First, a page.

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Tech Takeover: Virtual Climbs Raise Awareness About Lung Disease
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GLENSIDE, Pa. (WLVT) - Walking, running and climbing events have been canceled, but you can still show virtual support for the causes you care about.

  • Tech Takeover takes a look at how one nonprofit is using digital strategies to raise awareness. Watch the full story in the video player below.

This is the first year Taylor Dunn, a senior at Arcadia University, is participating in the American Lung Association’s Fight for Air Climb. Dunn says she wanted to climb to support her mom, 54-year-old Tiffany Dunn.

''She was diagnosed with lung cancer in February of last year,'' said Dunn, ''it was really hard for our family.''

Arcadia University senior Taylor Dunn with her parents. (Courtesy: Taylor Dunn)

Dunn was planning to climb 50 flights of steps this past Saturday at the Three Logan Square building in Philadelphia. Now, she’s asked people to climb steps at-home or outdoors to help raise money for lung cancer research. With the help of Arcadia athletic trainer Danielle Duffy, the pair started a virtual climb on social media.

''Danielle and I thought this would be a good idea because of what’s going on with the coronavirus. It’s a lung-borne illness. We thought this would be a good way to help to raise awareness about people who have COPD or asthma,'' said Dunn.

''One person posted, another person posted, our teams posted. I loved the sibling rivalry videos where they chase each other to the top of the steps,'' said Duffy.

Screenshot: People are climbing steps at home and tagging the American Lung Association on social media.

''In one video it’s a group of people outside and they’re doing mountain climbers. Of course, they’re six feet apart! So, practicing social distancing,'' said Dunn.

Screenshot: Team STAB Plus, organized by Mike Carr, performed mountain climber exercises as part of the virtual climbing challenge.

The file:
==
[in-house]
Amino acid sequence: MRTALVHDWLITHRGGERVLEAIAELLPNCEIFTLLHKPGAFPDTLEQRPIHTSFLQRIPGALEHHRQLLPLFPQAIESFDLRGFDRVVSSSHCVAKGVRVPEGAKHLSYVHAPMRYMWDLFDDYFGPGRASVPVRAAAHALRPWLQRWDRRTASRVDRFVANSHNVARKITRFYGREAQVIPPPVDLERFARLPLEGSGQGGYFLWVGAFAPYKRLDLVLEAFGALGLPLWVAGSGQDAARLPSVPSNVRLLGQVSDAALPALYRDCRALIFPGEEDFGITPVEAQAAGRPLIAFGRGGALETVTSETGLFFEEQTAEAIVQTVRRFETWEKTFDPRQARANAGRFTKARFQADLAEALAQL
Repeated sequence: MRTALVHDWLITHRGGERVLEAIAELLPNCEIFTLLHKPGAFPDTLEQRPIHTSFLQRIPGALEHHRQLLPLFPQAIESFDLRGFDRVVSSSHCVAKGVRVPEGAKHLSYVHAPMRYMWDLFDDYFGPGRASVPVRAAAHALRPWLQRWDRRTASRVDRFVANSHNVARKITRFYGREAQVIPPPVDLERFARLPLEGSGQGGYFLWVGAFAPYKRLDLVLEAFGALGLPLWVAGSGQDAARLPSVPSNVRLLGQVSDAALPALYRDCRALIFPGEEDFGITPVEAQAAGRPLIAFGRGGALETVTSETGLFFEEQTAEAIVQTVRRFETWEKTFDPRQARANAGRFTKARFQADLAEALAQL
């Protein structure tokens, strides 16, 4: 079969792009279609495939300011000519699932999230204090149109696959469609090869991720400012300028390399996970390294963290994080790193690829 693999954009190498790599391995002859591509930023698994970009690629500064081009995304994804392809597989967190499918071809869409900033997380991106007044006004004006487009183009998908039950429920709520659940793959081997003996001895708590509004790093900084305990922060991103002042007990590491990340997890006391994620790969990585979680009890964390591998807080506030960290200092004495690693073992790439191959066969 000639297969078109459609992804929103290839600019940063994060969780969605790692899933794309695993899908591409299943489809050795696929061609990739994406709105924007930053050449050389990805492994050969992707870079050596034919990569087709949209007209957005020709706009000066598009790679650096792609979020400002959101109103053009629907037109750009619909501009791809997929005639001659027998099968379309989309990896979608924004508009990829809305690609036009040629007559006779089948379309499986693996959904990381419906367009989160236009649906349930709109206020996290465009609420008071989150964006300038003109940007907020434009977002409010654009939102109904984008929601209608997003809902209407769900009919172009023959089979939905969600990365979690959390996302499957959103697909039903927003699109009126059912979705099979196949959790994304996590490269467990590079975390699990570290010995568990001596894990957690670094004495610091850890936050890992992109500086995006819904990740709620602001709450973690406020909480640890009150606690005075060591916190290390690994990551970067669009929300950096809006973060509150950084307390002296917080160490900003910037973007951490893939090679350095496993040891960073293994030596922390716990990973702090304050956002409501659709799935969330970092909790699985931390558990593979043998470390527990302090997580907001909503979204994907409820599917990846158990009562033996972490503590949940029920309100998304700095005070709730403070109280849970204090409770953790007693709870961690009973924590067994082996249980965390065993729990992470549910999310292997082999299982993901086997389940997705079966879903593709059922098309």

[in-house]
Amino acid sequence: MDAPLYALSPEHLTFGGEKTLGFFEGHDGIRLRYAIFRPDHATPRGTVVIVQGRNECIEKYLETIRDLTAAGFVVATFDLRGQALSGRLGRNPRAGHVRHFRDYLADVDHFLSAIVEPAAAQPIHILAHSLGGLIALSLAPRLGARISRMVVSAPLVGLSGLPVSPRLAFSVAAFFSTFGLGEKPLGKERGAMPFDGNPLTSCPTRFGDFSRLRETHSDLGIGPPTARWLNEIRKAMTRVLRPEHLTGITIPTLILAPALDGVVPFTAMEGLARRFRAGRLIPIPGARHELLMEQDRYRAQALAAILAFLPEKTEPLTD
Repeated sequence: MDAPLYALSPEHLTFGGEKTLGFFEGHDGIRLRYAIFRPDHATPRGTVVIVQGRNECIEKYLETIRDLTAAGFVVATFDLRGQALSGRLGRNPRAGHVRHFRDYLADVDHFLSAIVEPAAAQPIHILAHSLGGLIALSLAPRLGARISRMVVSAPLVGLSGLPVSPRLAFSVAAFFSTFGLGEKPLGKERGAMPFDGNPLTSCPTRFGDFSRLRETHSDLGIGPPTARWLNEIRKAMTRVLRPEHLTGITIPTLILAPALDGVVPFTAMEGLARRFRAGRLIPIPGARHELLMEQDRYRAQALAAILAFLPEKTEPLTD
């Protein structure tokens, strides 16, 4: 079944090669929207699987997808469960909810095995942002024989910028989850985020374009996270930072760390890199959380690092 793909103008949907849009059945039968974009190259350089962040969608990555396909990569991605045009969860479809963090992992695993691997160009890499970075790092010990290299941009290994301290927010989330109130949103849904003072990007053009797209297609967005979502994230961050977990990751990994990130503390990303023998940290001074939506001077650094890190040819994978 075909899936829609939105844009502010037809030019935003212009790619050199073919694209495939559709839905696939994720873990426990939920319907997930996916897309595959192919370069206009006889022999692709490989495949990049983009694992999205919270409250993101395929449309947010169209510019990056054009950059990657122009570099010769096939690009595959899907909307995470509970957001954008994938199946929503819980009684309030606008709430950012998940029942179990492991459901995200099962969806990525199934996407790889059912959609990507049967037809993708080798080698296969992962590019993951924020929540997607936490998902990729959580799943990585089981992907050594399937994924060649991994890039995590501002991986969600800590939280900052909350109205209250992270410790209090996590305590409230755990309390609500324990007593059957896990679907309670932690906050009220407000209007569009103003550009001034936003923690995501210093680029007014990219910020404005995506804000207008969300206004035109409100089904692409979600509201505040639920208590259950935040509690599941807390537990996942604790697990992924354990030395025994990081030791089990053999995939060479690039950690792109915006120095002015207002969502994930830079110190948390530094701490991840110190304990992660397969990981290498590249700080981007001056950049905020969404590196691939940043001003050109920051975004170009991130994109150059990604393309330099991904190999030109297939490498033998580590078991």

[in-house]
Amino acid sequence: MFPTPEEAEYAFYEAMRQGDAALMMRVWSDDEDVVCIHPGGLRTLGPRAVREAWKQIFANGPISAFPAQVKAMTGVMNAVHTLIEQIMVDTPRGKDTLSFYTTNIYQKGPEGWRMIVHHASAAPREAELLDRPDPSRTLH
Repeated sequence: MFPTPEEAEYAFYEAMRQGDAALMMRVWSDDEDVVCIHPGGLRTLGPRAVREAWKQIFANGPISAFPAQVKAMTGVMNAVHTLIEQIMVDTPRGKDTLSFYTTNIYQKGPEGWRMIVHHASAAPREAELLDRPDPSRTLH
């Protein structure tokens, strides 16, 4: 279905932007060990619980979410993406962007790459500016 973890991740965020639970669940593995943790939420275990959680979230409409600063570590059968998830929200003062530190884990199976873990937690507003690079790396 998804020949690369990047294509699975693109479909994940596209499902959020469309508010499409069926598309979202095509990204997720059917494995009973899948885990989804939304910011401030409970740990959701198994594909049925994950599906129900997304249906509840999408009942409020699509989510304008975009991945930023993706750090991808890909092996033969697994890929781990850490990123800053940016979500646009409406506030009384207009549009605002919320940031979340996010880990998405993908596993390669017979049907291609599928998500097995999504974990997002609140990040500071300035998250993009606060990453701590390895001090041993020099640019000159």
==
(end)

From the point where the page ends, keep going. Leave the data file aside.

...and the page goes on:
Felice Kelem works for the American Lung Association’s Philadelphia and Lehigh Valley chapters. She says when the Arcadia duo approached her about the virtual video idea, she sprung into action.

''Everyone in our office is really thrilled and moved by the number of people,'' said Kelem. ''The reason for the climb is so that people, when they’re climbing, can feel what it’s like for someone who has a lung disease like asthma or COPD.''

There are over 40 organized climbs across the US that raise about seven million dollars for lung cancer research each year. The events are now being postponed due to coronavirus.

Kelem says the Lung Association continues to fund lung health research, including COVID-19 research, with hopes it will translate to a potential treatment.

Dunn says her mom, who beat lung cancer a few months ago, told her she enjoyed watching the virtual climbs go viral.

''She said it meant a lot to her, and it was nice to be able to do this for her and show the support for anyone struggling right now with COVID-19 or another lung illness,'' said Dunn.

Visit lung.org for a list of rescheduled climbs. Philadelphia's climb has been moved to September 12th.

The climb sign up fee is $35 and all participants are required to raise at least $100 through sponsors.

The American Lung Association is encouraging people to sign up for a climb on their website and to post a video of themselves climbing steps at-home or outdoors to social media in the meantime. You can tag their Facebook, Twitter or Instagram pages with your video and use the hashtags #FightForAirClimb, #FightForAir and #StairClimb.

PBS39 News Reports

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